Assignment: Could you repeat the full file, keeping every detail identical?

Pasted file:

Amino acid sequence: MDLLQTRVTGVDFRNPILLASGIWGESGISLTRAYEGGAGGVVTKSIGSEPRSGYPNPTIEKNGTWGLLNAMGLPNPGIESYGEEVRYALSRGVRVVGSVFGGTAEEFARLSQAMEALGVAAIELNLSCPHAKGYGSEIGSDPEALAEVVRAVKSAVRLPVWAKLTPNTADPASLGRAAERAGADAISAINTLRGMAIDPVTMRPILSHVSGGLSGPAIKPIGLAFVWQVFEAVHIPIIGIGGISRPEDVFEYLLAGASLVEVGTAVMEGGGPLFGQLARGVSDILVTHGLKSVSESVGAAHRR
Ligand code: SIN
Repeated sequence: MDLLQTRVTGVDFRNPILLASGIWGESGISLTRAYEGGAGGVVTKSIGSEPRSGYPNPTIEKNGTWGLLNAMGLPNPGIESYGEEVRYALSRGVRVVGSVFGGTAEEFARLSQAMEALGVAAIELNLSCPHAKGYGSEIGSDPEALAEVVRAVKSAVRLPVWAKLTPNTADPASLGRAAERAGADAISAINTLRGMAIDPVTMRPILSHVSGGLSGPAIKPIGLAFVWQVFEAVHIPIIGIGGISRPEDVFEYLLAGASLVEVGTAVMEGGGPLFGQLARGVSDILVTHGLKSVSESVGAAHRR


Amino acid sequence: MDLLQTRVTGVDFRNPILLASGIWGESGISLTRAYEGGAGGVVTKSIGSEPRSGYPNPTIEKNGTWGLLNAMGLPNPGIESYGEEVRYALSRGVRVVGSVFGGTAEEFARLSQAMEALGVAAIELNLSCPHAKGYGSEIGSDPEALAEVVRAVKSAVRLPVWAKLTPNTADPASLGRAAERAGADAISAINTLRGMAIDPVTMRPILSHVSGGLSGPAIKPIGLAFVWQVFEAVHIPIIGIGGISRPEDVFEYLLAGASLVEVGTAVMEGGGPLFGQLARGVSDILVTHGLKSVSESVGAAHRR
Ligand code: SIN
Repeated sequence: MDLLQTRVTGVDFRNPILLASGIWGESGISLTRAYEGGAGGVVTKSIGSEPRSGYPNPTIEKNGTWGLLNAMGLPNPGIESYGEEVRYALSRGVRVVGSVFGGTAEEFARLSQAMEALGVAAIELNLSCPHAKGYGSEIGSDPEALAEVVRAVKSAVRLPVWAKLTPNTADPASLGRAAERAGADAISAINTLRGMAIDPVTMRPILSHVSGGLSGPAIKPIGLAFVWQVFEAVHIPIIGIGGISRPEDVFEYLLAGASLVEVGTAVMEGGGPLFGQLARGVSDILVTHGLKSVSESVGAAHRR